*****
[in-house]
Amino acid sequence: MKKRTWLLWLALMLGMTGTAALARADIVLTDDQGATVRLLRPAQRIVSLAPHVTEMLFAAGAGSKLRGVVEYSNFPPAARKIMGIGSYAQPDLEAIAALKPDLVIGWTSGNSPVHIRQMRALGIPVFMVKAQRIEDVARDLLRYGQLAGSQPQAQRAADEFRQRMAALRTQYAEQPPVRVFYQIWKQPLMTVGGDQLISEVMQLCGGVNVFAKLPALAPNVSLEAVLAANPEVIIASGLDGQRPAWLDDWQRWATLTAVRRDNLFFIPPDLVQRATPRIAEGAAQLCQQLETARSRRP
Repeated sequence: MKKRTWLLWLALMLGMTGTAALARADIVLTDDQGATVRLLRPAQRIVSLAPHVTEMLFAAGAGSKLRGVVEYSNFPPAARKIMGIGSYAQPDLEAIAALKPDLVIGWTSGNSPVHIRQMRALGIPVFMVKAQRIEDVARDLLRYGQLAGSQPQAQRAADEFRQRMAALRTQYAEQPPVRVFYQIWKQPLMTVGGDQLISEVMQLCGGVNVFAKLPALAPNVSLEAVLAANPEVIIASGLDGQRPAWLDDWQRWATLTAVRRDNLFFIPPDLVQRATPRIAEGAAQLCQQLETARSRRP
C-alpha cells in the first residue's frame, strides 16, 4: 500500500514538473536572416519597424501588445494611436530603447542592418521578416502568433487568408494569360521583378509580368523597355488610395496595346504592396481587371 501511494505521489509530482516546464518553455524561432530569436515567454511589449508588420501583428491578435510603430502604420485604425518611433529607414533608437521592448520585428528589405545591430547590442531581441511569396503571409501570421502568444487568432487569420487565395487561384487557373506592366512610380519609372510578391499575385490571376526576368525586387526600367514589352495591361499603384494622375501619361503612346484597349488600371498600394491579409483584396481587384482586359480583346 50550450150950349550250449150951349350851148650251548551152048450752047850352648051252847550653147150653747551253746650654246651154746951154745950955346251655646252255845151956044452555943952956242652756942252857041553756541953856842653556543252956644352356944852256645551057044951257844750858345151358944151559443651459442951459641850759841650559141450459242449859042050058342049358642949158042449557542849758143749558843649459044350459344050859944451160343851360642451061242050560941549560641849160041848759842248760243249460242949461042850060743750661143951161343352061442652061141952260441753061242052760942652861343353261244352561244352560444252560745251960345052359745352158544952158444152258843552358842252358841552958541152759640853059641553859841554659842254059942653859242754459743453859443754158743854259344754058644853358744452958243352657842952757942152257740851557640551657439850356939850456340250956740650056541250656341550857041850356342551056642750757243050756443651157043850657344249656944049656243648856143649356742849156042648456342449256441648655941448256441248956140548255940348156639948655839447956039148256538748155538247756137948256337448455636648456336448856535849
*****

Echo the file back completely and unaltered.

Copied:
[in-house]
Amino acid sequence: MKKRTWLLWLALMLGMTGTAALARADIVLTDDQGATVRLLRPAQRIVSLAPHVTEMLFAAGAGSKLRGVVEYSNFPPAARKIMGIGSYAQPDLEAIAALKPDLVIGWTSGNSPVHIRQMRALGIPVFMVKAQRIEDVARDLLRYGQLAGSQPQAQRAADEFRQRMAALRTQYAEQPPVRVFYQIWKQPLMTVGGDQLISEVMQLCGGVNVFAKLPALAPNVSLEAVLAANPEVIIASGLDGQRPAWLDDWQRWATLTAVRRDNLFFIPPDLVQRATPRIAEGAAQLCQQLETARSRRP
Repeated sequence: MKKRTWLLWLALMLGMTGTAALARADIVLTDDQGATVRLLRPAQRIVSLAPHVTEMLFAAGAGSKLRGVVEYSNFPPAARKIMGIGSYAQPDLEAIAALKPDLVIGWTSGNSPVHIRQMRALGIPVFMVKAQRIEDVARDLLRYGQLAGSQPQAQRAADEFRQRMAALRTQYAEQPPVRVFYQIWKQPLMTVGGDQLISEVMQLCGGVNVFAKLPALAPNVSLEAVLAANPEVIIASGLDGQRPAWLDDWQRWATLTAVRRDNLFFIPPDLVQRATPRIAEGAAQLCQQLETARSRRP
C-alpha cells in the first residue's frame, strides 16, 4: 500500500514538473536572416519597424501588445494611436530603447542592418521578416502568433487568408494569360521583378509580368523597355488610395496595346504592396481587371 501511494505521489509530482516546464518553455524561432530569436515567454511589449508588420501583428491578435510603430502604420485604425518611433529607414533608437521592448520585428528589405545591430547590442531581441511569396503571409501570421502568444487568432487569420487565395487561384487557373506592366512610380519609372510578391499575385490571376526576368525586387526600367514589352495591361499603384494622375501619361503612346484597349488600371498600394491579409483584396481587384482586359480583346 50550450150950349550250449150951349350851148650251548551152048450752047850352648051252847550653147150653747551253746650654246651154746951154745950955346251655646252255845151956044452555943952956242652756942252857041553756541953856842653556543252956644352356944852256645551057044951257844750858345151358944151559443651459442951459641850759841650559141450459242449859042050058342049358642949158042449557542849758143749558843649459044350459344050859944451160343851360642451061242050560941549560641849160041848759842248760243249460242949461042850060743750661143951161343352061442652061141952260441753061242052760942652861343353261244352561244352560444252560745251960345052359745352158544952158444152258843552358842252358841552958541152759640853059641553859841554659842254059942653859242754459743453859443754158743854259344754058644853358744452958243352657842952757942152257740851557640551657439850356939850456340250956740650056541250656341550857041850356342551056642750757243050756443651157043850657344249656944049656243648856143649356742849156042648456342449256441648655941448256441248956140548255940348156639948655839447956039148256538748155538247756137948256337448455636648456336448856535849